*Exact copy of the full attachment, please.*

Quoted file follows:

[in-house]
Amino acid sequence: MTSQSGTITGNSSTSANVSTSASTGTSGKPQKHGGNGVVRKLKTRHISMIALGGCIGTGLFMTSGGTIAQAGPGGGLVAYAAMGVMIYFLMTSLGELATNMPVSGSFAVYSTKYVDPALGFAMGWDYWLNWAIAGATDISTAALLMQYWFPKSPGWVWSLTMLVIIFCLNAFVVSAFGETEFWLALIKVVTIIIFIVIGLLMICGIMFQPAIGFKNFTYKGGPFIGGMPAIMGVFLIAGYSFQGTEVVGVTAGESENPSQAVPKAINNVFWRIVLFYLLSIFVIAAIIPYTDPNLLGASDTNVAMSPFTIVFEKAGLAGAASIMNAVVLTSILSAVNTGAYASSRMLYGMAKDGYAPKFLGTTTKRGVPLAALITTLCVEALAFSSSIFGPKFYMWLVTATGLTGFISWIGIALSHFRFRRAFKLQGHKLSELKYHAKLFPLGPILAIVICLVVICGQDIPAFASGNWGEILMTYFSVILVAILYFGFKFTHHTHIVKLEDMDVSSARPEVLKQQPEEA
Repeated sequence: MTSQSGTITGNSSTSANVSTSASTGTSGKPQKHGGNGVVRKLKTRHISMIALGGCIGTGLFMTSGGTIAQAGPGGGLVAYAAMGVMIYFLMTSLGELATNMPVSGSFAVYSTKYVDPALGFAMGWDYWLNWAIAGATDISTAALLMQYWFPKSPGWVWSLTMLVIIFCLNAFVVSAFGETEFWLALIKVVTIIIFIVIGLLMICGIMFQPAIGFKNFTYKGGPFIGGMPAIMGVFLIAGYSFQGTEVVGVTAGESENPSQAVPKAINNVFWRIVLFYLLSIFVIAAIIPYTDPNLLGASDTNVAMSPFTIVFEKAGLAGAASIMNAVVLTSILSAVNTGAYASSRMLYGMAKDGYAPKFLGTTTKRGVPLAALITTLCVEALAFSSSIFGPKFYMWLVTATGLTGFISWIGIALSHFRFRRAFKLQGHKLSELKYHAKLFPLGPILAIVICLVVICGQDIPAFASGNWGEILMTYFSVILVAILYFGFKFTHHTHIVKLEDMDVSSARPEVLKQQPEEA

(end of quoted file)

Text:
[in-house]
Amino acid sequence: MTSQSGTITGNSSTSANVSTSASTGTSGKPQKHGGNGVVRKLKTRHISMIALGGCIGTGLFMTSGGTIAQAGPGGGLVAYAAMGVMIYFLMTSLGELATNMPVSGSFAVYSTKYVDPALGFAMGWDYWLNWAIAGATDISTAALLMQYWFPKSPGWVWSLTMLVIIFCLNAFVVSAFGETEFWLALIKVVTIIIFIVIGLLMICGIMFQPAIGFKNFTYKGGPFIGGMPAIMGVFLIAGYSFQGTEVVGVTAGESENPSQAVPKAINNVFWRIVLFYLLSIFVIAAIIPYTDPNLLGASDTNVAMSPFTIVFEKAGLAGAASIMNAVVLTSILSAVNTGAYASSRMLYGMAKDGYAPKFLGTTTKRGVPLAALITTLCVEALAFSSSIFGPKFYMWLVTATGLTGFISWIGIALSHFRFRRAFKLQGHKLSELKYHAKLFPLGPILAIVICLVVICGQDIPAFASGNWGEILMTYFSVILVAILYFGFKFTHHTHIVKLEDMDVSSARPEVLKQQPEEA
Repeated sequence: MTSQSGTITGNSSTSANVSTSASTGTSGKPQKHGGNGVVRKLKTRHISMIALGGCIGTGLFMTSGGTIAQAGPGGGLVAYAAMGVMIYFLMTSLGELATNMPVSGSFAVYSTKYVDPALGFAMGWDYWLNWAIAGATDISTAALLMQYWFPKSPGWVWSLTMLVIIFCLNAFVVSAFGETEFWLALIKVVTIIIFIVIGLLMICGIMFQPAIGFKNFTYKGGPFIGGMPAIMGVFLIAGYSFQGTEVVGVTAGESENPSQAVPKAINNVFWRIVLFYLLSIFVIAAIIPYTDPNLLGASDTNVAMSPFTIVFEKAGLAGAASIMNAVVLTSILSAVNTGAYASSRMLYGMAKDGYAPKFLGTTTKRGVPLAALITTLCVEALAFSSSIFGPKFYMWLVTATGLTGFISWIGIALSHFRFRRAFKLQGHKLSELKYHAKLFPLGPILAIVICLVVICGQDIPAFASGNWGEILMTYFSVILVAILYFGFKFTHHTHIVKLEDMDVSSARPEVLKQQPEEA